On the filter, cutoff and resonance are commonly modulated.

The amplifier's output level must be modulated; if it isn't, it'd never stop outputting a sound. Again, the synthesizer's keys play an integral role; when a key is pressed, we expect a sound, and when that key is released, we expect it to stop. The primary module that modulates the amplifier's output in relation to key presses is the envelope.


Every synth must have at least one envelope, and that first envelope is usually hard-mapped to the VCA.

The envelope is the most common modulation source on a synth, because as we established, one is needed on every key press. An envelope usually has four stages: attack, decay, sustain, and release. Attack comes first, and in this scenario is triggered by key press. Attack is the time the envelope goes from zero to max level. Decay is next; it is the time the envelope goes from max level to the sustain level. Sustain is the level the note is held at until it is released. The release stage is triggered when the key is released; it describes the time the signal goes from the sustain level to zero.

A fast attack and release can sound very harsh and abrupt. Here is an example with zero attack, decay, and release. [saw filter 0 release]

And here's an example with a long attack, decay, and release. I set the sustain level down from the max so you can hear each of the four stages clearly. [saw filter long release]


The final module we're visting today is the LFO, or low frequency oscillator. It's so named because it usually oscillates below the range of human hearing. It's the second most commonly used modulation source, and it is used to modulate any of the voltage-controlled parameters we've discussed, including oscillator frequency to create vibrato. It's also commonly used to modulate filter cutoff or resonance.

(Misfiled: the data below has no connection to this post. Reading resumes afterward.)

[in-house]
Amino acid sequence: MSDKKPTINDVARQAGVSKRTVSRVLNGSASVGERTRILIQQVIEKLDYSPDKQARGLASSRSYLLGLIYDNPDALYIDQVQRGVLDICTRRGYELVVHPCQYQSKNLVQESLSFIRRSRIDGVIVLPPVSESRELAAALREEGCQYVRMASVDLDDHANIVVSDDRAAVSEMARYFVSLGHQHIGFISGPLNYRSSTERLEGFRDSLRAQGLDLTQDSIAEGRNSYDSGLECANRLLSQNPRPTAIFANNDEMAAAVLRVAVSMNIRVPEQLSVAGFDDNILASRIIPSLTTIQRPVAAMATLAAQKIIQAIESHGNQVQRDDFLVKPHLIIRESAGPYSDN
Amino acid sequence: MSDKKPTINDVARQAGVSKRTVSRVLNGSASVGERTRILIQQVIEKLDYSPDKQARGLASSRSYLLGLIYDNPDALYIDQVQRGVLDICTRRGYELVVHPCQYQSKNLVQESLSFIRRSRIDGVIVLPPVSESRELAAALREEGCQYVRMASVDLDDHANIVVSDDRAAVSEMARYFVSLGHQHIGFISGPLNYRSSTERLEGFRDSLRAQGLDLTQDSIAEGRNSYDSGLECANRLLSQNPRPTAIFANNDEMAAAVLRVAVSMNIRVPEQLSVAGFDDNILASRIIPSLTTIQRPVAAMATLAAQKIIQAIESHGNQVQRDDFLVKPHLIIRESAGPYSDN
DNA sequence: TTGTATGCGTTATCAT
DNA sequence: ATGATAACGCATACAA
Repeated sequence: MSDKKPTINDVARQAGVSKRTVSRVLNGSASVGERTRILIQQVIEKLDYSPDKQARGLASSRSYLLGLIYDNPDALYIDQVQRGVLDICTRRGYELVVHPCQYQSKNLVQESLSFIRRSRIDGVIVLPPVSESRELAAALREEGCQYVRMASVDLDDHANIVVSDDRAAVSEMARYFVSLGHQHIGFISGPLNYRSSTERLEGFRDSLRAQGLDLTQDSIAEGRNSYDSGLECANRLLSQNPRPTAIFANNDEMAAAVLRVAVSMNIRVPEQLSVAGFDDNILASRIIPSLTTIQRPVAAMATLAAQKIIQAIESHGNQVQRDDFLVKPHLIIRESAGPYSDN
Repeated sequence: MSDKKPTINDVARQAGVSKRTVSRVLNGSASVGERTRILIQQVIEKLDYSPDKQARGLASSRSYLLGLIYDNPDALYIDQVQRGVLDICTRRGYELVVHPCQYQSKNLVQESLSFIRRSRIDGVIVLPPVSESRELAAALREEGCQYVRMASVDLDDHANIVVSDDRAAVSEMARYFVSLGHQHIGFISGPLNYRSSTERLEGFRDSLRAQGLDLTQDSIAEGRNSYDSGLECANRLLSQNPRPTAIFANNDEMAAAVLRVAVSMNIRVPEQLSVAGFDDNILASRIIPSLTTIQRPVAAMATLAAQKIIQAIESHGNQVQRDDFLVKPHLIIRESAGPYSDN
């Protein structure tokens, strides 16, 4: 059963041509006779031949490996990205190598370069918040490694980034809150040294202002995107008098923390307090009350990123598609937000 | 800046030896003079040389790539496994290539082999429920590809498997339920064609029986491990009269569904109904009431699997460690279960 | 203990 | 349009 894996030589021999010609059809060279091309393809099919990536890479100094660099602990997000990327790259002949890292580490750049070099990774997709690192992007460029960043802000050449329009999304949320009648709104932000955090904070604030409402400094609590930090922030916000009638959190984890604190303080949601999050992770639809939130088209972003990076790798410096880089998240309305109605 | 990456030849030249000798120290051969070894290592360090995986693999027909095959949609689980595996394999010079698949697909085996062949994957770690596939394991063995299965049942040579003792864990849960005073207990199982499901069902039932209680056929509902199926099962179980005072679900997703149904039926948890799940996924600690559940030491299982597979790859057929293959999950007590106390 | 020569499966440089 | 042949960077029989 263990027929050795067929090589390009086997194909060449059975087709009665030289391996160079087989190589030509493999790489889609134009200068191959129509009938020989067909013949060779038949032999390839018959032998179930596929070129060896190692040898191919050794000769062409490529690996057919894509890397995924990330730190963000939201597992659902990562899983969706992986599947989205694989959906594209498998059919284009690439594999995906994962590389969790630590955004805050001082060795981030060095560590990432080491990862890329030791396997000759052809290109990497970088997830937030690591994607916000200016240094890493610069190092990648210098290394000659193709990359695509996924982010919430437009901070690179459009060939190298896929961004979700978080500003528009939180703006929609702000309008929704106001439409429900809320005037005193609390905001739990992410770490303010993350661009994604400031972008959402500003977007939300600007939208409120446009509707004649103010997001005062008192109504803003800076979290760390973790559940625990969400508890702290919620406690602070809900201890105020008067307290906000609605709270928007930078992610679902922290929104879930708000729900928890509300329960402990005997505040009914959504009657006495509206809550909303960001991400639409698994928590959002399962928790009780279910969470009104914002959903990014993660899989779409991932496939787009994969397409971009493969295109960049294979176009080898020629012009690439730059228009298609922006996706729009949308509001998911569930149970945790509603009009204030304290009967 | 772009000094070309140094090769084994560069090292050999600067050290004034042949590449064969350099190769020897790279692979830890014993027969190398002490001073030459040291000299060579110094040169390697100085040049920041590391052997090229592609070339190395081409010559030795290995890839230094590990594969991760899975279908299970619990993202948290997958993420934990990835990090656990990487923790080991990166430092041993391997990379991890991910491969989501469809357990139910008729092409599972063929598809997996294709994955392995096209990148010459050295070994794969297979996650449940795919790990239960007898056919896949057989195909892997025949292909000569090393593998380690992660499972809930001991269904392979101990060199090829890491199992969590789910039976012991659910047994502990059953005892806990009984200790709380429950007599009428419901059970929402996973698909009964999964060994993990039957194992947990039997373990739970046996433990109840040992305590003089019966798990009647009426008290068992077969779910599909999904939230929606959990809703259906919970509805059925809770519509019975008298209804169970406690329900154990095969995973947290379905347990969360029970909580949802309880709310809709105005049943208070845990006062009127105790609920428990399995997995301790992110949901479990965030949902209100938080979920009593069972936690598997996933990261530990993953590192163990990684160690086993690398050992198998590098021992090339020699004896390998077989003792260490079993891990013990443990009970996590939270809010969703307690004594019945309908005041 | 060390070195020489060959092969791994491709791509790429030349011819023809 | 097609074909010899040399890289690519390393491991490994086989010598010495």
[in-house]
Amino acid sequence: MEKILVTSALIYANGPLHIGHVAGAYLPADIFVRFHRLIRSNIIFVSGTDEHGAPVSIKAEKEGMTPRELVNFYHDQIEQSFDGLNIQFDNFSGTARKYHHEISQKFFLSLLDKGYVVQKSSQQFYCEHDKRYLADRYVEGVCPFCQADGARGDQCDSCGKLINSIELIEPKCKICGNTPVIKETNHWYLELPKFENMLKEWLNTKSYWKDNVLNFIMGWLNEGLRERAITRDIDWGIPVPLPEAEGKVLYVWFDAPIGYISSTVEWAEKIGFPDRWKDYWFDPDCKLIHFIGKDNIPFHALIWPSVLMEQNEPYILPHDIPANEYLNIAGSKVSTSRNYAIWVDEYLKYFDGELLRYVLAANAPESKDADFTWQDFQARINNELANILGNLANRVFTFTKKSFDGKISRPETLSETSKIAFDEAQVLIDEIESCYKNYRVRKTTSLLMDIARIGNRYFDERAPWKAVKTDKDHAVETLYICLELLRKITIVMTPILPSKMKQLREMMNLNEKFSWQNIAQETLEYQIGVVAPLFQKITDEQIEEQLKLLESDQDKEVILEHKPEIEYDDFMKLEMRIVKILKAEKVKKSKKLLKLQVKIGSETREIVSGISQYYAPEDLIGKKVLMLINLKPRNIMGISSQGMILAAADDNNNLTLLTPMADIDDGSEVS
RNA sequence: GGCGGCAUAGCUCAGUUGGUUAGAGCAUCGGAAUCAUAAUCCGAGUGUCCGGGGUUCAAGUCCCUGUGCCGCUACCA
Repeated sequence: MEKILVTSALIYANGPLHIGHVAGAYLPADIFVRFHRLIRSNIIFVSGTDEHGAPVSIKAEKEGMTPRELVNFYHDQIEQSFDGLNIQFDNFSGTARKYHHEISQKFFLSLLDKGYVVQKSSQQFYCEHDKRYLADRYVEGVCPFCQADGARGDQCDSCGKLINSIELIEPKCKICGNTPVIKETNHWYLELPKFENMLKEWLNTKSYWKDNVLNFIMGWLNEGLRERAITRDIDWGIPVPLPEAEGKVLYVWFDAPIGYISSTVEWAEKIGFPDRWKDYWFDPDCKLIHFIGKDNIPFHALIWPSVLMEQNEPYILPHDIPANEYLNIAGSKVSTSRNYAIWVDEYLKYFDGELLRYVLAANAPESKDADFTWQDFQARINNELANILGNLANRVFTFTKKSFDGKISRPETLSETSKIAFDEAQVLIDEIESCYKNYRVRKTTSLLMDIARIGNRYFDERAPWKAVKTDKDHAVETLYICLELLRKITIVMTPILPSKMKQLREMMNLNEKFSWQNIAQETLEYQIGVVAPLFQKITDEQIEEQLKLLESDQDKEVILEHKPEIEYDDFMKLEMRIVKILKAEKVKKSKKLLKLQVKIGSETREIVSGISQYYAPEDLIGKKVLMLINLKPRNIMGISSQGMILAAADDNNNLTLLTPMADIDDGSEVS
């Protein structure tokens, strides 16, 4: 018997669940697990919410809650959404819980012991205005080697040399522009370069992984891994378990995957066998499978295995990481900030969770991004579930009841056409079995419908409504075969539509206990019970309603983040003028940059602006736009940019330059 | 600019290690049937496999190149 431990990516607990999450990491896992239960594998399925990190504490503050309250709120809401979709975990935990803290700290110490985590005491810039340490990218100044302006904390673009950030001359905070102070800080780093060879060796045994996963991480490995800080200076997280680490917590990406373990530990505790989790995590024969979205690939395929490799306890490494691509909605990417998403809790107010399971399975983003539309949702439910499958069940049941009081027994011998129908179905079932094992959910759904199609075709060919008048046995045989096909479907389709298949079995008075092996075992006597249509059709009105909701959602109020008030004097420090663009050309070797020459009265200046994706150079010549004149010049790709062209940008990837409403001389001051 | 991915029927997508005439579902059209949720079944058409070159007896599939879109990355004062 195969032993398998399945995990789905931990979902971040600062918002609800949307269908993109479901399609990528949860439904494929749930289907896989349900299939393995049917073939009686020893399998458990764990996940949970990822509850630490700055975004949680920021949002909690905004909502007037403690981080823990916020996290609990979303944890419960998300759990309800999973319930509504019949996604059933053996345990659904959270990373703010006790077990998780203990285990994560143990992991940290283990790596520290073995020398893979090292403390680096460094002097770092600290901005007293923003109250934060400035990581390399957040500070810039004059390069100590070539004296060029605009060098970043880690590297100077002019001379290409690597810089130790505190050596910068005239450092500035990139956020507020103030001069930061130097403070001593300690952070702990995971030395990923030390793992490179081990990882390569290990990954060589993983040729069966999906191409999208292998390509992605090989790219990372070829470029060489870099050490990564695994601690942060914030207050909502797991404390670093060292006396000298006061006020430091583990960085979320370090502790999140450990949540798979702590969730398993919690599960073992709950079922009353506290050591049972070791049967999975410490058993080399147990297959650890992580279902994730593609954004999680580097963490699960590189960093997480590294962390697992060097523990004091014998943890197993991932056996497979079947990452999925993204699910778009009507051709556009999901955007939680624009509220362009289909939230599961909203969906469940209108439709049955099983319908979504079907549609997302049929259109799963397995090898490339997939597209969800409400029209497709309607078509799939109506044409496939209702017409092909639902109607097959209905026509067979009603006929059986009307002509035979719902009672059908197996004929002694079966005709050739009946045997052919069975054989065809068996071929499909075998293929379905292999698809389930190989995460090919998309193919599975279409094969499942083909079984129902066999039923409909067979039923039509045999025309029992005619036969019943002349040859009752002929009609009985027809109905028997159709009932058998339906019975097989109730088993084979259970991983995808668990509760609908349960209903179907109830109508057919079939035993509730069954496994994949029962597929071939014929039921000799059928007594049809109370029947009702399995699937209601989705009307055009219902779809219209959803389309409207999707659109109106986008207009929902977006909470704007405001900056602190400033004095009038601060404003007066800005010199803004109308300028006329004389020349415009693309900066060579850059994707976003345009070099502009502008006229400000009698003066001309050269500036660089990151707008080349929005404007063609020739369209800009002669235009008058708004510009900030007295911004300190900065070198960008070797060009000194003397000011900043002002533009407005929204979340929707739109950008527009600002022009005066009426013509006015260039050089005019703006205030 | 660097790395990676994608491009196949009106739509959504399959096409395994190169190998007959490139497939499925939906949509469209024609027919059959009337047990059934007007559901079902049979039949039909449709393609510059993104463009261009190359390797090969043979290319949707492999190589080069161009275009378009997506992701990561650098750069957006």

Here is an example of the LFO modulating oscillator frequency. [saw filter lfo]


It is not uncommon to use other modules, usually effects, and they can come from either inside or outside the synth. When I was building the synth patch for this example, I added a bit of saturation and delay with plugins inserted in Diversion's channel.

Here's the progression from bare oscillator [bare saw]

to the addition of the filter [saw filer]

and adding the lfo [saw filter lfo]

and adding the second oscillator [saw filter lfo 2 osc]

to adding the saturation and delay insert effects. [saw filter lfo 2 osc fx]

In summary, the oscillator creates the sound; the filter shapes the sound; the amplifier adjusts the level of the sound, and the LFO and envelope modulate the levels and other parameters of the other modules. That's synthesis in a nutshell.

I hope you've enjoyed this brief overview of the five modules that make up the synthesizer. If you'd like to submit feedback for this podcast, please use the contact form at

This concludes my podcast series on music production, as the class I'm attending is coming to an end. I hope you've enjoyed it. Thank you for listening.